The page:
Let’s see how long it is before these two appear in the same article anywhere again.

A few months back I went to a dinner at Mercat a la Planxa, the celebrity-chef-spawned Spanish restaurant in the revived Blackstone Hotel, and came away convinced that it was the most authentic Spanish restaurant Chicago had seen by a country mile. Where most Spanish restaurants dabble in a sort of Spanish-American which is like Mexican-American was in the 60s, a stock set of dishes which you might or might not see in Spain, made “Spanish” by the use of certain spices identified as Spanish, food in Spain is actually often very simple and unseasoned, a matter of eating a spectacularly tasty pork skewer, a bunch of sauteed sea creatures you simply can’t get here, or a roasted pimiento de padron garnished with coarse salt. Trying to replicate that doesn’t mean taking Cisco meat and seasoning it from a big jar of “Spanish” spices, it means getting pork that actually tastes like pork. And needless to say, that’s a lot harder and more expensive.

Mercat is only about half or maybe 2/3 of the way there, but it’s far closer than any other restaurant I’ve eaten at in the US. The primary piece of evidence for that was the centerpiece of the meal, a roasted baby pig ($55 per person, several people required, large box of leftovers provided). The pig was indeed sourced from an Indiana farm where they’re raised naturally, and it had a clean, delicious flavor which needed no heavy sauce to hide any industrial-pig funkiness— or make it seem Spanish.

That said, I’m just not the sort who likes to make an entire meal of one hunk of meat, and I vaguely regretted that we only got to dabble in the rest of the menu, because the best thing we had wasn’t the pig at all— it was a simple plate of white beans, deep with porky jamony flavor, that came on the side. Simple and profound. So I have been eager to get back and try some of the regular dishes on the menu.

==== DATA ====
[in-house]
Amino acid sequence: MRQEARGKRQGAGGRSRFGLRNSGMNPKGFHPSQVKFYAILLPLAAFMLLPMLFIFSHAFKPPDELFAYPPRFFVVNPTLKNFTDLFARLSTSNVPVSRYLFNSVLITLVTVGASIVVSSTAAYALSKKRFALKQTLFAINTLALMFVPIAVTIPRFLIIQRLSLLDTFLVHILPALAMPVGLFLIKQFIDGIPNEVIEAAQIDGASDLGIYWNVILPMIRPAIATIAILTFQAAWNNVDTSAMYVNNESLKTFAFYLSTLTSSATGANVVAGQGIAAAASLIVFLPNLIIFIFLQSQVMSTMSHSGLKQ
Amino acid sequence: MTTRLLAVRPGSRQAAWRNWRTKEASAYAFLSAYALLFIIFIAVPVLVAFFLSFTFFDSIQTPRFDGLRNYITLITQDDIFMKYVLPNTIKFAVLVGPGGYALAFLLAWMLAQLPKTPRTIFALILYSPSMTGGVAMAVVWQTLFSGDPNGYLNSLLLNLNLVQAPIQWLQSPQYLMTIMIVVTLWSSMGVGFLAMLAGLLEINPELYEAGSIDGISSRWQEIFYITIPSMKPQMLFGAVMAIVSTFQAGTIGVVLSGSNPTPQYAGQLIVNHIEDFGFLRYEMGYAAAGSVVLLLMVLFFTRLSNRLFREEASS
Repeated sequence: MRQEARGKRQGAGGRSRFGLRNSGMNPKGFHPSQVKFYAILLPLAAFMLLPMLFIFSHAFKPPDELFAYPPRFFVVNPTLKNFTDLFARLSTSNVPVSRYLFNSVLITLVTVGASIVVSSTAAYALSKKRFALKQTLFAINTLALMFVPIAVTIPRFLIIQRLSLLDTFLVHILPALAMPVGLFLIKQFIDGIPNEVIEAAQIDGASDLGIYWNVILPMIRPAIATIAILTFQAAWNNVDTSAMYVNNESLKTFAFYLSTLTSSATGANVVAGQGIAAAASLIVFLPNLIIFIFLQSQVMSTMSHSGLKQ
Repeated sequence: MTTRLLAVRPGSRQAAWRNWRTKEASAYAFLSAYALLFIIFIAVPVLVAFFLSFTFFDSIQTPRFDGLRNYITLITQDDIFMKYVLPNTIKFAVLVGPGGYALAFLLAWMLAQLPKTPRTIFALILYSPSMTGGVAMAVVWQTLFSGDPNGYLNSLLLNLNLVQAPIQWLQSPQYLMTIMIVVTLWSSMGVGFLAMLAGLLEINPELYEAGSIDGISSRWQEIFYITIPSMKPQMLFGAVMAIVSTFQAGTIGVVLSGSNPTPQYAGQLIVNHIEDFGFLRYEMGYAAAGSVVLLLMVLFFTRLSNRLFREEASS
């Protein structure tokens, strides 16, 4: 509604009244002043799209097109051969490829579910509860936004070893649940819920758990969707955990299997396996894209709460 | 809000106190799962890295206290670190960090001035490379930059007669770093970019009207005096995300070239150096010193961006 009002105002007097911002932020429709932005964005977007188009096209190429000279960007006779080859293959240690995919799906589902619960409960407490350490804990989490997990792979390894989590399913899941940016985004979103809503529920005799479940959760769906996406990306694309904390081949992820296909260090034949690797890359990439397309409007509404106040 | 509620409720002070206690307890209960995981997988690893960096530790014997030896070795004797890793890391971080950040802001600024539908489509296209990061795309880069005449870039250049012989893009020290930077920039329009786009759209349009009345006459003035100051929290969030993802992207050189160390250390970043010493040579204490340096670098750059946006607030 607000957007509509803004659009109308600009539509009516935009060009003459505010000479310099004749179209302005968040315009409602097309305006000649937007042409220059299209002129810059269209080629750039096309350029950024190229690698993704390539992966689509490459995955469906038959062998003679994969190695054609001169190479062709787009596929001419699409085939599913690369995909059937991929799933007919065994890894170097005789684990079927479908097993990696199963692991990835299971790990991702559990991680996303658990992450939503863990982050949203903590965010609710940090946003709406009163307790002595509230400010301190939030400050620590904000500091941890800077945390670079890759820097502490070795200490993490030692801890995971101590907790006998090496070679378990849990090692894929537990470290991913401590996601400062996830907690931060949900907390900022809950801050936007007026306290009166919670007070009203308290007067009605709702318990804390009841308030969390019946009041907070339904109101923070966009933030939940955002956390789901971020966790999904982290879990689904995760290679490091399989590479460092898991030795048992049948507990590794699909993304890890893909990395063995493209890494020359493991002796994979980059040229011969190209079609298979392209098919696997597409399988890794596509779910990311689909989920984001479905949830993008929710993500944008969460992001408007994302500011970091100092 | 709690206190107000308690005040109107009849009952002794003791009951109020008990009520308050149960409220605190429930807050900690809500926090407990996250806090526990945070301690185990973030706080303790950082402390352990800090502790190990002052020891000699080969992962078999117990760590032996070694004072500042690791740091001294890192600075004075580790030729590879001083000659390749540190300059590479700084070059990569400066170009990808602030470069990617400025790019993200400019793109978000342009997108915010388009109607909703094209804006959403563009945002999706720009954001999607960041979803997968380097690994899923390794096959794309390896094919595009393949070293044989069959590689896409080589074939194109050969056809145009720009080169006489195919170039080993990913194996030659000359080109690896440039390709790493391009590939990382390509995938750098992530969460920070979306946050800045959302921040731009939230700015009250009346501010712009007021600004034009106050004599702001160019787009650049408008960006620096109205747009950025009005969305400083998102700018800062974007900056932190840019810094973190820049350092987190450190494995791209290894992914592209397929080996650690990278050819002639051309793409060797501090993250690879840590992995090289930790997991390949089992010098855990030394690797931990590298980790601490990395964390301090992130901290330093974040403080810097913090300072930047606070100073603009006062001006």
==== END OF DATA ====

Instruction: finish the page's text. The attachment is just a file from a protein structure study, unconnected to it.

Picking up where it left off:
My chance came when Santander announced an LTHForum event at the downstairs bar at Mercat. Said “event” proving to consist of three of us standing there, enjoying a first-rate caipirinha from the Brazilian bartender Ricardo, and sampling the tapas menu in three waves.

The first wave included pimientos de padron— rather, an acceptable-but-no-more imitation of them with some local pepper; tocino con cidra, slow-cooked pork belly served with foam of cider and truffle, which was more silly than tasty, and patatas bravas, which came out looking disturbingly like the fake-food version at the late, lamentable Del Toro, six cones of potato topped with a red pepper sauce. They tasted better than Del Toro’s Potato Poppers, but still, simpler, cheaper and better could be had at several places within a reasonable distance. None of this suggested that Mercat was a stellar Spanish spot.

The second wave was far more successful than the first, and restored Mercat’s position in my mind. Squid ink pasta, rabbit agnolotti, and grilled morcilla sausage were all impressively delicate and tasty, and a warm salad of fava and white beans, tossed with some herbs and jamon serrano, was magnificent in its simplicity— interesting, that the two most awe-inspiring dishes of my two meals were both basically beans and ham. We concluded with two desserts— a peach cobbler-y thing with Pop Rocks (the trend du jour, I guess) and some tiny salty balls (RIP Isaac) of melon, which wasn’t bad, though only the second best peach cobbler of my week, and a really nice, very arty row of six little chocolate balls, in a rosemary-flavored sauce with a tiny piece of banana marshmallow. Visually it’s the sort of dessert you find next to the word effete in the dictionary, but it was a nice, light ending to the meal, the rosemary reminding me of one of the desserts I made from a Spanish party I had last year.